More than 65 years ago, a 1-kiloton bomb ushered Las Vegas and Nevada into the atomic age. Another 99 above-ground nuclear tests followed at the Nevada Test Site, 65 miles northwest of Las Vegas.
On Jan. 27, 1951, a 1-kiloton device was dropped by a B-50 Superfortress over Frenchman Flat at the Nevada Test Site. The mushroom cloud reached an altitude of 17,000 feet. The first test at the Nevada Proving Ground was known as Able, a part of Operation Ranger.
Annie, a 300-foot tower detonation, was fired on March 17, 1953. It was part of Operation Upshot-Knothole carried out in conjunction with Operation Doorstep, the first test related to civil defense involving cars, houses and other structures. Media were allowed to view the 16-kiloton test shot, which was nationally televised. The Annie shot included troop maneuvers and placed over 1,100 servicemen and observers in trenches about two miles southwest of the detonation tower.
At 8:30 a.m. on May 25, 1953, a 280mm M65 atomic cannon fired a 15-kiloton atomic artillery projectile over 6 miles into Frenchman Flat. Shot Grable, named after World War II pinup Betty Grable, was the only time a nuclear device was fired from a cannon during the test series. The 15-kiloton shot had approximately the same yield as Little Boy, the bomb dropped on Hiroshima.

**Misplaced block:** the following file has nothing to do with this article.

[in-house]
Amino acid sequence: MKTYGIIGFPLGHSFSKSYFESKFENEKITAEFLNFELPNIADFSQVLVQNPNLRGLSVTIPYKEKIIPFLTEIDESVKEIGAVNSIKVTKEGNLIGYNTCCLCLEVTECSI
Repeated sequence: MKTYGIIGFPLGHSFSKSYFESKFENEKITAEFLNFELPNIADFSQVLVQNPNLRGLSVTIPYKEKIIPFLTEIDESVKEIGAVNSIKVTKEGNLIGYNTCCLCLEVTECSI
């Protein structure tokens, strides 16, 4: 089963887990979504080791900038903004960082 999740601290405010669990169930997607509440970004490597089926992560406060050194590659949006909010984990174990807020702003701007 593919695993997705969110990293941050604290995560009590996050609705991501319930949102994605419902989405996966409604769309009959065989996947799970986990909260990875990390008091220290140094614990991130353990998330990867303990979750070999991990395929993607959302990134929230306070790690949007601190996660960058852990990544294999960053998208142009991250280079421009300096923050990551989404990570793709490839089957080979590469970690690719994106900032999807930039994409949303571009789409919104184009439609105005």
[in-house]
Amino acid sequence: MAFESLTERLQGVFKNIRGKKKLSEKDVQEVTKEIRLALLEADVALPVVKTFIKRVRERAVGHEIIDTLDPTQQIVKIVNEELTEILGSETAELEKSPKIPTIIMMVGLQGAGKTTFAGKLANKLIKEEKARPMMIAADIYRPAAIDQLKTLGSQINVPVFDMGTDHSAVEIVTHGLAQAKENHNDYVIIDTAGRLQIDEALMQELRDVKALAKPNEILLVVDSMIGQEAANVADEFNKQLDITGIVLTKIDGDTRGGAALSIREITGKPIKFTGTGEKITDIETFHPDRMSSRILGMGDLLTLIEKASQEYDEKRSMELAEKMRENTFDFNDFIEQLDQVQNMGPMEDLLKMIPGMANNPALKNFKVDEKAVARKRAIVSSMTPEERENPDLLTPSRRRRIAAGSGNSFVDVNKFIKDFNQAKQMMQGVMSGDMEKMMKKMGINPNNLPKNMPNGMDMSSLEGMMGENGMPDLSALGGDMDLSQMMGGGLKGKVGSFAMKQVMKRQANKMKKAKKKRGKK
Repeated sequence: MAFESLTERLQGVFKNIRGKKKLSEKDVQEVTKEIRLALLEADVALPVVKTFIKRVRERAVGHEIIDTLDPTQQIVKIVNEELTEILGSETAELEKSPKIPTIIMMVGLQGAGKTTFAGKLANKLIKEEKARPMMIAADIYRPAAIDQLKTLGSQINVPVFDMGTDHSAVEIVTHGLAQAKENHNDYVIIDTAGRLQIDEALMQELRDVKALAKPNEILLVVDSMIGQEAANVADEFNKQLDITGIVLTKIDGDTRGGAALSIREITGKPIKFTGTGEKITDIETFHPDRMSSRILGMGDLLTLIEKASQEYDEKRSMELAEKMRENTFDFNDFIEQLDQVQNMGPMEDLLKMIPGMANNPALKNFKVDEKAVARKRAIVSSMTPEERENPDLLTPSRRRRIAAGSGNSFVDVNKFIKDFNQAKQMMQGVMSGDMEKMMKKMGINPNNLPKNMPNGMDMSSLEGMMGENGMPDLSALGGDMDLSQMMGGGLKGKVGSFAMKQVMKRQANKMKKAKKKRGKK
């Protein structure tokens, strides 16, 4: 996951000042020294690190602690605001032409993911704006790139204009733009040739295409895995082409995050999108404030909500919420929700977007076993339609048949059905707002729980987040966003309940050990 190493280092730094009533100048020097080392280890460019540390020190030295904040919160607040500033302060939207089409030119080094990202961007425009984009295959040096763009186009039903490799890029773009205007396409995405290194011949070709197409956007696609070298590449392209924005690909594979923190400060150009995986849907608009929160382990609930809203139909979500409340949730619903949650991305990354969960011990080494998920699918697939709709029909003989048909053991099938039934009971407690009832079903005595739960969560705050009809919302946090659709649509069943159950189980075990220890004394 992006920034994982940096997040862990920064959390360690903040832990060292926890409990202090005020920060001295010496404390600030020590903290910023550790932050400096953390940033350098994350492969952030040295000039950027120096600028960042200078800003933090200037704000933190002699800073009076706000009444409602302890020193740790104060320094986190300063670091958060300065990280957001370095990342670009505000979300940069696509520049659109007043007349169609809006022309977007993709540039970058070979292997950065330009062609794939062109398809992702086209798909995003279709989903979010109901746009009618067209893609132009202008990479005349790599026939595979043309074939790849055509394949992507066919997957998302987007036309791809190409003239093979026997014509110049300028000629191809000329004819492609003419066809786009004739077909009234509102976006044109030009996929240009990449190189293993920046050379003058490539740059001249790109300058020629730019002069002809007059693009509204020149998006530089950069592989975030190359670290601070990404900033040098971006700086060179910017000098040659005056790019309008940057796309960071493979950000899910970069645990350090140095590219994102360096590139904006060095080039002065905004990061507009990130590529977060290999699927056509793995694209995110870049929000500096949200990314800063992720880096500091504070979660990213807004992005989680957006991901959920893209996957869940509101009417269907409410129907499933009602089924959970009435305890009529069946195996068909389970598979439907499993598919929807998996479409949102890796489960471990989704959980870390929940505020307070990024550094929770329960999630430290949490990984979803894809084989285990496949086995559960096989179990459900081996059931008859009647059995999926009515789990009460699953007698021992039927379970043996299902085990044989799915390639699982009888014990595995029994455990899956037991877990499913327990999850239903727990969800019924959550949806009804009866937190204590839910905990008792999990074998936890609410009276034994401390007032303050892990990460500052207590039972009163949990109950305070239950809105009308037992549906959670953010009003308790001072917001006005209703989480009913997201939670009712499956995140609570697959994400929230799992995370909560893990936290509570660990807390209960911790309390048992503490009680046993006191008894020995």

Mannequins dressed in 1950s attire were posed in family settings and placed in structures on May 5, 1955, awaiting a 29-kiloton tower detonation known as Apple-2. The Civil Defense shot, part of Operation Cue, was intended to assess the affects on various building construction types in a nuclear blast. Two of the houses still stand at Area 1 at the site, now known as the Nevada National Security Site, and are part of the NNSS tour.
A balloon was used to deploy Priscilla, a 37-kiloton shot on Frenchman Flat, as a part of Operation Plumbbob. Over 700 pigs were used as test subjects in various experiments to evaluate experimental uniforms, shielding materials and protective cream. Although many survived, the pigs were covered with third-degree burns over 80% of their bodies. Observers consisting primarily of U.S. troops from various service branches watched from trenches 2 1/2 miles from ground zero.
On Aug. 5, 1963, the Limited Nuclear Test Ban Treaty was signed by the United States, Great Britain and the Soviet Union, banning nuclear weapons testing in outer space, underwater and in the atmosphere.